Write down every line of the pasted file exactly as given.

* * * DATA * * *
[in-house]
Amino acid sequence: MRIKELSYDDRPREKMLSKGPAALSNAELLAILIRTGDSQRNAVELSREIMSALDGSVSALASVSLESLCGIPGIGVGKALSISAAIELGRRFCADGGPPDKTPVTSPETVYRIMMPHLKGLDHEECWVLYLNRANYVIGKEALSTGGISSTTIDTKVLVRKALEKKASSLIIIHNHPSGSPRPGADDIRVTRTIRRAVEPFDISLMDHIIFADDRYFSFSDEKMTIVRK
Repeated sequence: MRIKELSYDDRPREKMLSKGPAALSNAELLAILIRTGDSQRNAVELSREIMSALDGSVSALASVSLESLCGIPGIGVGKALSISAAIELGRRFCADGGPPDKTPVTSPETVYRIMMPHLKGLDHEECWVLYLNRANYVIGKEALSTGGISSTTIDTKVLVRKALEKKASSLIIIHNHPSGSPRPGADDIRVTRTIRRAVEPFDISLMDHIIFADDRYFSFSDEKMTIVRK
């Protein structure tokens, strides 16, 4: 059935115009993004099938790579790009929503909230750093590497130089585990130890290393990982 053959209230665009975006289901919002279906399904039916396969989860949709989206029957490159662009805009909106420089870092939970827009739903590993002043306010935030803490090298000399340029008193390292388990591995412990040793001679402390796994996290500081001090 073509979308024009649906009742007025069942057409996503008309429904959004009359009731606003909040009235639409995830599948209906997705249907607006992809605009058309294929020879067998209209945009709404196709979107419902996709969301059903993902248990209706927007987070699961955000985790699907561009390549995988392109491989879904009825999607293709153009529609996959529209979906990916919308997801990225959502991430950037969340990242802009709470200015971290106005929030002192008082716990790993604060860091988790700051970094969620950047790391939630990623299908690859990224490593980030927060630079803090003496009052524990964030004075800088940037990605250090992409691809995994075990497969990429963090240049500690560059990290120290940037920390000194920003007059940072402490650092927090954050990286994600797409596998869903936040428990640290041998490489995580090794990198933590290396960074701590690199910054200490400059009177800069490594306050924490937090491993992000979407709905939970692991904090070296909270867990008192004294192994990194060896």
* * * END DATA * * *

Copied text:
[in-house]
Amino acid sequence: MRIKELSYDDRPREKMLSKGPAALSNAELLAILIRTGDSQRNAVELSREIMSALDGSVSALASVSLESLCGIPGIGVGKALSISAAIELGRRFCADGGPPDKTPVTSPETVYRIMMPHLKGLDHEECWVLYLNRANYVIGKEALSTGGISSTTIDTKVLVRKALEKKASSLIIIHNHPSGSPRPGADDIRVTRTIRRAVEPFDISLMDHIIFADDRYFSFSDEKMTIVRK
Repeated sequence: MRIKELSYDDRPREKMLSKGPAALSNAELLAILIRTGDSQRNAVELSREIMSALDGSVSALASVSLESLCGIPGIGVGKALSISAAIELGRRFCADGGPPDKTPVTSPETVYRIMMPHLKGLDHEECWVLYLNRANYVIGKEALSTGGISSTTIDTKVLVRKALEKKASSLIIIHNHPSGSPRPGADDIRVTRTIRRAVEPFDISLMDHIIFADDRYFSFSDEKMTIVRK
């Protein structure tokens, strides 16, 4: 059935115009993004099938790579790009929503909230750093590497130089585990130890290393990982 053959209230665009975006289901919002279906399904039916396969989860949709989206029957490159662009805009909106420089870092939970827009739903590993002043306010935030803490090298000399340029008193390292388990591995412990040793001679402390796994996290500081001090 073509979308024009649906009742007025069942057409996503008309429904959004009359009731606003909040009235639409995830599948209906997705249907607006992809605009058309294929020879067998209209945009709404196709979107419902996709969301059903993902248990209706927007987070699961955000985790699907561009390549995988392109491989879904009825999607293709153009529609996959529209979906990916919308997801990225959502991430950037969340990242802009709470200015971290106005929030002192008082716990790993604060860091988790700051970094969620950047790391939630990623299908690859990224490593980030927060630079803090003496009052524990964030004075800088940037990605250090992409691809995994075990497969990429963090240049500690560059990290120290940037920390000194920003007059940072402490650092927090954050990286994600797409596998869903936040428990640290041998490489995580090794990198933590290396960074701590690199910054200490400059009177800069490594306050924490937090491993992000979407709905939970692991904090070296909270867990008192004294192994990194060896």